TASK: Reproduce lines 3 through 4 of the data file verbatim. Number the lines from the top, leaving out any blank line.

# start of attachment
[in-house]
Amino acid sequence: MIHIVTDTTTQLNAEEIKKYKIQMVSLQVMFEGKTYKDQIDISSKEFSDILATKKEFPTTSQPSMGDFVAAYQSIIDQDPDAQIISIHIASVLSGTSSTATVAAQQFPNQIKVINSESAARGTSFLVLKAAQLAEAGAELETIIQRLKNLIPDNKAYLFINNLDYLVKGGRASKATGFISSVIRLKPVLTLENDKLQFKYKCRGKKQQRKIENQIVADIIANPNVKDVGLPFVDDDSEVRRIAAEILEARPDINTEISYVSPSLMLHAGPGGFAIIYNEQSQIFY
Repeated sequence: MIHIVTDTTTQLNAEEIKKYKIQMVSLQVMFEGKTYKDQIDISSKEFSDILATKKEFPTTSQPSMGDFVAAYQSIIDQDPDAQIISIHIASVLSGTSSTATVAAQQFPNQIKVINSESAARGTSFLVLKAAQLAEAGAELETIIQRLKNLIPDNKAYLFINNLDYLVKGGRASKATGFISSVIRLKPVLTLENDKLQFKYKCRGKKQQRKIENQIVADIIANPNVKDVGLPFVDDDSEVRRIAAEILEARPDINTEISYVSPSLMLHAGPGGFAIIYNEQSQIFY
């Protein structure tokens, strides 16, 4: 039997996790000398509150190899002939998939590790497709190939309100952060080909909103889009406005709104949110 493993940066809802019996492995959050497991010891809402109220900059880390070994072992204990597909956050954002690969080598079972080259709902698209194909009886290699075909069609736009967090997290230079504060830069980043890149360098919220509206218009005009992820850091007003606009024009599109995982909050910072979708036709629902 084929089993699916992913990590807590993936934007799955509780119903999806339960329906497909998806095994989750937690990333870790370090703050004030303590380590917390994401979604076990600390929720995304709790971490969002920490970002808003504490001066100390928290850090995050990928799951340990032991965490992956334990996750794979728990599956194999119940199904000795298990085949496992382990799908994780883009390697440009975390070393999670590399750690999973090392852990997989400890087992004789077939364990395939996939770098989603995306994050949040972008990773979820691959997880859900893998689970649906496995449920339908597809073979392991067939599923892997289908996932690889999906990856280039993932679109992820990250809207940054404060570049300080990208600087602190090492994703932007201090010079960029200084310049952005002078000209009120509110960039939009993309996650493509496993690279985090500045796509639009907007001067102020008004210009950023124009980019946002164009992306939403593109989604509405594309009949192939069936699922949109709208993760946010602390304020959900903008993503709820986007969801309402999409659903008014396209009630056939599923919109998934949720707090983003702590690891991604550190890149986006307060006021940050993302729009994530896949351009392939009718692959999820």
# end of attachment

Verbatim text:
Repeated sequence: MIHIVTDTTTQLNAEEIKKYKIQMVSLQVMFEGKTYKDQIDISSKEFSDILATKKEFPTTSQPSMGDFVAAYQSIIDQDPDAQIISIHIASVLSGTSSTATVAAQQFPNQIKVINSESAARGTSFLVLKAAQLAEAGAELETIIQRLKNLIPDNKAYLFINNLDYLVKGGRASKATGFISSVIRLKPVLTLENDKLQFKYKCRGKKQQRKIENQIVADIIANPNVKDVGLPFVDDDSEVRRIAAEILEARPDINTEISYVSPSLMLHAGPGGFAIIYNEQSQIFY
């Protein structure tokens, strides 16, 4: 039997996790000398509150190899002939998939590790497709190939309100952060080909909103889009406005709104949110 493993940066809802019996492995959050497991010891809402109220900059880390070994072992204990597909956050954002690969080598079972080259709902698209194909009886290699075909069609736009967090997290230079504060830069980043890149360098919220509206218009005009992820850091007003606009024009599109995982909050910072979708036709629902 084929089993699916992913990590807590993936934007799955509780119903999806339960329906497909998806095994989750937690990333870790370090703050004030303590380590917390994401979604076990600390929720995304709790971490969002920490970002808003504490001066100390928290850090995050990928799951340990032991965490992956334990996750794979728990599956194999119940199904000795298990085949496992382990799908994780883009390697440009975390070393999670590399750690999973090392852990997989400890087992004789077939364990395939996939770098989603995306994050949040972008990773979820691959997880859900893998689970649906496995449920339908597809073979392991067939599923892997289908996932690889999906990856280039993932679109992820990250809207940054404060570049300080990208600087602190090492994703932007201090010079960029200084310049952005002078000209009120509110960039939009993309996650493509496993690279985090500045796509639009907007001067102020008004210009950023124009980019946002164009992306939403593109989604509405594309009949192939069936699922949109709208993760946010602390304020959900903008993503709820986007969801309402999409659903008014396209009630056939599923919109998934949720707090983003702590690891991604550190890149986006307060006021940050993302729009994530896949351009392939009718692959999820």